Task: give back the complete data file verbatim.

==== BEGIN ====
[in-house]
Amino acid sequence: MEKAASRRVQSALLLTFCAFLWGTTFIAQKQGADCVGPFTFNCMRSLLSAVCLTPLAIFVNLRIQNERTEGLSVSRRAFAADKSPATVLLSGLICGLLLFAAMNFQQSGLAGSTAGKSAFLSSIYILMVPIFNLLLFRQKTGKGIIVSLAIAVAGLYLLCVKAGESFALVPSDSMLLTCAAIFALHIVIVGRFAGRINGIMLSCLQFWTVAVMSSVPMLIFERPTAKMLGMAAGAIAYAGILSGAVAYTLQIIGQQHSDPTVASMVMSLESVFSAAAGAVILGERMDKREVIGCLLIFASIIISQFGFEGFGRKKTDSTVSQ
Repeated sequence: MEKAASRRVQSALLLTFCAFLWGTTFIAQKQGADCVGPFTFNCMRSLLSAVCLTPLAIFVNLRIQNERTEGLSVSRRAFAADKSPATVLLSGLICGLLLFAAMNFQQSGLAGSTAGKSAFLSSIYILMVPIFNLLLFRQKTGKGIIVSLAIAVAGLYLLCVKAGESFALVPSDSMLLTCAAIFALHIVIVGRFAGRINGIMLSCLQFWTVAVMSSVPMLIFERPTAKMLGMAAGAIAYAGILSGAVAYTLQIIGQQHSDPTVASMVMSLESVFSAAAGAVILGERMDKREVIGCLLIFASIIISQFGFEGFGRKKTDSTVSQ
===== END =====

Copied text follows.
[in-house]
Amino acid sequence: MEKAASRRVQSALLLTFCAFLWGTTFIAQKQGADCVGPFTFNCMRSLLSAVCLTPLAIFVNLRIQNERTEGLSVSRRAFAADKSPATVLLSGLICGLLLFAAMNFQQSGLAGSTAGKSAFLSSIYILMVPIFNLLLFRQKTGKGIIVSLAIAVAGLYLLCVKAGESFALVPSDSMLLTCAAIFALHIVIVGRFAGRINGIMLSCLQFWTVAVMSSVPMLIFERPTAKMLGMAAGAIAYAGILSGAVAYTLQIIGQQHSDPTVASMVMSLESVFSAAAGAVILGERMDKREVIGCLLIFASIIISQFGFEGFGRKKTDSTVSQ
Repeated sequence: MEKAASRRVQSALLLTFCAFLWGTTFIAQKQGADCVGPFTFNCMRSLLSAVCLTPLAIFVNLRIQNERTEGLSVSRRAFAADKSPATVLLSGLICGLLLFAAMNFQQSGLAGSTAGKSAFLSSIYILMVPIFNLLLFRQKTGKGIIVSLAIAVAGLYLLCVKAGESFALVPSDSMLLTCAAIFALHIVIVGRFAGRINGIMLSCLQFWTVAVMSSVPMLIFERPTAKMLGMAAGAIAYAGILSGAVAYTLQIIGQQHSDPTVASMVMSLESVFSAAAGAVILGERMDKREVIGCLLIFASIIISQFGFEGFGRKKTDSTVSQ